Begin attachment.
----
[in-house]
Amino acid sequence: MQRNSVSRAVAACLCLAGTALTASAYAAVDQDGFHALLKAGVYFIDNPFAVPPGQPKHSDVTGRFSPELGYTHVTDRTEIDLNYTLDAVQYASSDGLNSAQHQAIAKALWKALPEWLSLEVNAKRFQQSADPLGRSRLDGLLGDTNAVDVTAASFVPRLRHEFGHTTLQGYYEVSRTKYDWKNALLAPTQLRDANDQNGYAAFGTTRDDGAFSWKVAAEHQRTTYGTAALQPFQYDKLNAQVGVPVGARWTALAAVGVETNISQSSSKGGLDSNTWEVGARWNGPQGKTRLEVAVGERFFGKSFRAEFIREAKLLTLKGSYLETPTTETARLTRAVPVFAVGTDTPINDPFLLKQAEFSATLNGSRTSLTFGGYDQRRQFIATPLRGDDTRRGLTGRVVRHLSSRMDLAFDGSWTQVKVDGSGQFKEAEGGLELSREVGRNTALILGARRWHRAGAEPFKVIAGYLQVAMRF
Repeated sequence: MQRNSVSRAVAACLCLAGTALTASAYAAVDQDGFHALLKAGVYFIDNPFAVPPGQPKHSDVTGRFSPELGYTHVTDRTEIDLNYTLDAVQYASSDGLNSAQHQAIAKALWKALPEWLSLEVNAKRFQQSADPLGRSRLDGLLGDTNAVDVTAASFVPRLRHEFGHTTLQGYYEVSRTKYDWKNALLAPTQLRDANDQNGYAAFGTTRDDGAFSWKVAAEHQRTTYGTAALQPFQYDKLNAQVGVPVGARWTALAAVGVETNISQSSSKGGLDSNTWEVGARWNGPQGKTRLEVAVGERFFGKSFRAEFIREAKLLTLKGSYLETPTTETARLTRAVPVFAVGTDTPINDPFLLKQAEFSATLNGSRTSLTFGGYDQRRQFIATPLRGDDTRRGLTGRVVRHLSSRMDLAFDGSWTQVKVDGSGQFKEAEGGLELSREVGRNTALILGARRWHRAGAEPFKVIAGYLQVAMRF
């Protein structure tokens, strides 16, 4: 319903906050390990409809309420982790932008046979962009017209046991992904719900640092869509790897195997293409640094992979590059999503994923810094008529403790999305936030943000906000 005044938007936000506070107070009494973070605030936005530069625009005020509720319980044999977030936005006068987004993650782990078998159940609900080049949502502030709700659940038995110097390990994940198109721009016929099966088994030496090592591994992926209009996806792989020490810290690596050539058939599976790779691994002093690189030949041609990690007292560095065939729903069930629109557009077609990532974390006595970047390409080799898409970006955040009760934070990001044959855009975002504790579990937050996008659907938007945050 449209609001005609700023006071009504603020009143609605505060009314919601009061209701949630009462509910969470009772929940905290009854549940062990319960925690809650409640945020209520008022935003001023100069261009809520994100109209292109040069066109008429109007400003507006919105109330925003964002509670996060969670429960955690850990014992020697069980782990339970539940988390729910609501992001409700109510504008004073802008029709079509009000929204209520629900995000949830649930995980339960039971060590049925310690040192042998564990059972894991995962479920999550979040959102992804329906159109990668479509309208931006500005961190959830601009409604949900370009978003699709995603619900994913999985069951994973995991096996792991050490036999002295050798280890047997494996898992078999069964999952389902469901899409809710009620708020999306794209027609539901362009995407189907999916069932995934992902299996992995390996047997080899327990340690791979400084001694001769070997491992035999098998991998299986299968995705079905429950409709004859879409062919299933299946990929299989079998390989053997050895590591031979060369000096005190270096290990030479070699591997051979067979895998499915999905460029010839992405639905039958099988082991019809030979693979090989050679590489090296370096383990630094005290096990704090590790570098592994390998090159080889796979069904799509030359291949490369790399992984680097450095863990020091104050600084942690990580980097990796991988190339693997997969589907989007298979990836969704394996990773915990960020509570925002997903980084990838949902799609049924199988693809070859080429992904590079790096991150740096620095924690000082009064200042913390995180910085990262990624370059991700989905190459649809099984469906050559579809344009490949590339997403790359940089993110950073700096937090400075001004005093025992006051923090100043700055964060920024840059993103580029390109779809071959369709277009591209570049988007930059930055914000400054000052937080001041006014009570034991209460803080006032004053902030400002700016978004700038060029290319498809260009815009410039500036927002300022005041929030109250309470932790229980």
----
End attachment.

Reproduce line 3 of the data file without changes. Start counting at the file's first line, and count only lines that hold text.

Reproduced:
Repeated sequence: MQRNSVSRAVAACLCLAGTALTASAYAAVDQDGFHALLKAGVYFIDNPFAVPPGQPKHSDVTGRFSPELGYTHVTDRTEIDLNYTLDAVQYASSDGLNSAQHQAIAKALWKALPEWLSLEVNAKRFQQSADPLGRSRLDGLLGDTNAVDVTAASFVPRLRHEFGHTTLQGYYEVSRTKYDWKNALLAPTQLRDANDQNGYAAFGTTRDDGAFSWKVAAEHQRTTYGTAALQPFQYDKLNAQVGVPVGARWTALAAVGVETNISQSSSKGGLDSNTWEVGARWNGPQGKTRLEVAVGERFFGKSFRAEFIREAKLLTLKGSYLETPTTETARLTRAVPVFAVGTDTPINDPFLLKQAEFSATLNGSRTSLTFGGYDQRRQFIATPLRGDDTRRGLTGRVVRHLSSRMDLAFDGSWTQVKVDGSGQFKEAEGGLELSREVGRNTALILGARRWHRAGAEPFKVIAGYLQVAMRF